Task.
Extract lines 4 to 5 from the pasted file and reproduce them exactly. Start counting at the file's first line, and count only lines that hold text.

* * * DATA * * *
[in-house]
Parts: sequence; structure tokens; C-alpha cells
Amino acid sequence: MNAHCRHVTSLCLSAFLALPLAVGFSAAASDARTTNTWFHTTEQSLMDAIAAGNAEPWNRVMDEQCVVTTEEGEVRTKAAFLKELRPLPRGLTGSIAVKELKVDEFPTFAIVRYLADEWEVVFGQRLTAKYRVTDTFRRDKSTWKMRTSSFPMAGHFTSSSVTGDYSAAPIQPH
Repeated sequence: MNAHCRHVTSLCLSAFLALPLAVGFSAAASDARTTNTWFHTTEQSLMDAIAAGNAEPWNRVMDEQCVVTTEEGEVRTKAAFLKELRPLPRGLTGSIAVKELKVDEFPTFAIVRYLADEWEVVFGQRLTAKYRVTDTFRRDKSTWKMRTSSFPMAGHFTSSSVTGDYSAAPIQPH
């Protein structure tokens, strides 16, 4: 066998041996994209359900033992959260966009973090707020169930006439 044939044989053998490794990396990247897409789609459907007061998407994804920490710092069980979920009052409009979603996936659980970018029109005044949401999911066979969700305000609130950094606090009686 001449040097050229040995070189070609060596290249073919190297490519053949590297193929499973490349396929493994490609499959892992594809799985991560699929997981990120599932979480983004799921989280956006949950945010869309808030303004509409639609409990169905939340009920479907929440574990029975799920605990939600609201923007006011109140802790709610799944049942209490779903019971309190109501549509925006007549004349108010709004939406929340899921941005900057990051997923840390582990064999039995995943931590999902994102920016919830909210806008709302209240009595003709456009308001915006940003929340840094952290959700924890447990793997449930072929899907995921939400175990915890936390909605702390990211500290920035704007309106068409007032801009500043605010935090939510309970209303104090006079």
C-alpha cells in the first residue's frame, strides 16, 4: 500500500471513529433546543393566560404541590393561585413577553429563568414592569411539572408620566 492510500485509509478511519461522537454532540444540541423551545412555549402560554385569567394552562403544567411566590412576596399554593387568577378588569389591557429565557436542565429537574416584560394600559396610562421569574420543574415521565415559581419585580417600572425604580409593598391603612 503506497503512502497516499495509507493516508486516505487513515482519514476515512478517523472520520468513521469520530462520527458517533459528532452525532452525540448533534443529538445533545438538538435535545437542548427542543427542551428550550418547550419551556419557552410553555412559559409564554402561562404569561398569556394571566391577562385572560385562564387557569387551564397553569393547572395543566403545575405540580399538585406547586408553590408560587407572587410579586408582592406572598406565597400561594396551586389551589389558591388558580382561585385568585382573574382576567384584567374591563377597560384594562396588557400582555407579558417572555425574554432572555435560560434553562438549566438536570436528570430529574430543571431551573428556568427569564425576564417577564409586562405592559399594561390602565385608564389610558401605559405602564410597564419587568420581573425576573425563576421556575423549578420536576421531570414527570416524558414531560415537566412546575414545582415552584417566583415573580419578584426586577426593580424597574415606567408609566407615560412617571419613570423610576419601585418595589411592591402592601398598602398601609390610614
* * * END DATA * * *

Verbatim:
Repeated sequence: MNAHCRHVTSLCLSAFLALPLAVGFSAAASDARTTNTWFHTTEQSLMDAIAAGNAEPWNRVMDEQCVVTTEEGEVRTKAAFLKELRPLPRGLTGSIAVKELKVDEFPTFAIVRYLADEWEVVFGQRLTAKYRVTDTFRRDKSTWKMRTSSFPMAGHFTSSSVTGDYSAAPIQPH
């Protein structure tokens, strides 16, 4: 066998041996994209359900033992959260966009973090707020169930006439 044939044989053998490794990396990247897409789609459907007061998407994804920490710092069980979920009052409009979603996936659980970018029109005044949401999911066979969700305000609130950094606090009686 001449040097050229040995070189070609060596290249073919190297490519053949590297193929499973490349396929493994490609499959892992594809799985991560699929997981990120599932979480983004799921989280956006949950945010869309808030303004509409639609409990169905939340009920479907929440574990029975799920605990939600609201923007006011109140802790709610799944049942209490779903019971309190109501549509925006007549004349108010709004939406929340899921941005900057990051997923840390582990064999039995995943931590999902994102920016919830909210806008709302209240009595003709456009308001915006940003929340840094952290959700924890447990793997449930072929899907995921939400175990915890936390909605702390990211500290920035704007309106068409007032801009500043605010935090939510309970209303104090006079």